“[Mission statements] should be abolished because every Mission Statement ever written can be summarized in four words — ‘All babies must eat.’” — Vincent Flanders, author of Son of Web Pages that Suck
In considering a review of the web site for the International Gospel Fellowship of East Hartford, CT, one of the first things I noticed about this ‘brochureware‘ was the ubiquitous mission statement on their front page, followed by a statement of their core beliefs. Now this isn’t bad information to put on a church web site. I would however, suggest that this information be put on a sub page.
Generally, you’ve got two kinds of visitors to your site. Members who want information, in which case they’re probably already familiar with this information. Second, and of greater importance are seekers. That is people who are new or visiting to the area, or people experiencing some form of a spiritual crisis, emotional emptiness or physical need.
What I would suggest is providing the obligatory times and places on the front page (perhaps in a toned-down, off-to-the-side-sorta-way), but also something conspicuously placed that reflects your church’s unique personality and purpose. I mean think about it, I’ve never been to an International Gospel Church (IGC), in fact, I didn’t know such an entity existed until today. How does this particular IGC different from the Baptist Church down the street with a similar goal and mission? For matter, how does this church differ from so many others who state a similar mission online?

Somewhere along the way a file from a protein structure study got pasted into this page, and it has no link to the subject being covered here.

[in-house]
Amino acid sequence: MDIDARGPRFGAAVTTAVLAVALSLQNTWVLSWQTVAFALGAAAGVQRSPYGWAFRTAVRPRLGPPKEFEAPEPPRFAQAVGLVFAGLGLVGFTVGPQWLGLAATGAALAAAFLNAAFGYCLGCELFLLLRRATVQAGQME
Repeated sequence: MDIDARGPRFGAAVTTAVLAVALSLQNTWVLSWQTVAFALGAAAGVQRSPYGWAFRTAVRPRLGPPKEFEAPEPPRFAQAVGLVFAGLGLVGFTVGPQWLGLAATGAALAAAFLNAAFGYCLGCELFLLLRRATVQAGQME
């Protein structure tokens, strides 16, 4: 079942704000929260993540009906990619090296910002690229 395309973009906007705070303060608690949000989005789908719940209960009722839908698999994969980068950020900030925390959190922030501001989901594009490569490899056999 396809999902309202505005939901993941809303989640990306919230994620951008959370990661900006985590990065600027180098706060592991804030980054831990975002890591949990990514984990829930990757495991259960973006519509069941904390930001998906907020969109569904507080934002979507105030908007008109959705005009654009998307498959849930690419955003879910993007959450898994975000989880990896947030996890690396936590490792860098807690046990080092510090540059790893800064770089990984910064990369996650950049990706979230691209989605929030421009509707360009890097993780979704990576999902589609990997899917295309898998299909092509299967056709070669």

That’s why on the Redland front page, I list some of the most recent events and happenings. It not only makes search engines happy, it keeps the page dynamic and it gives a first time visitor some clue as to all the fun stuff we have going on.
In other words, while there is doctrine-o-plenty to be found at RBC, there are also smiling faces with warm embraces looking forward to your visit.
See how enticing that last sentence was? Now go, and do likewise.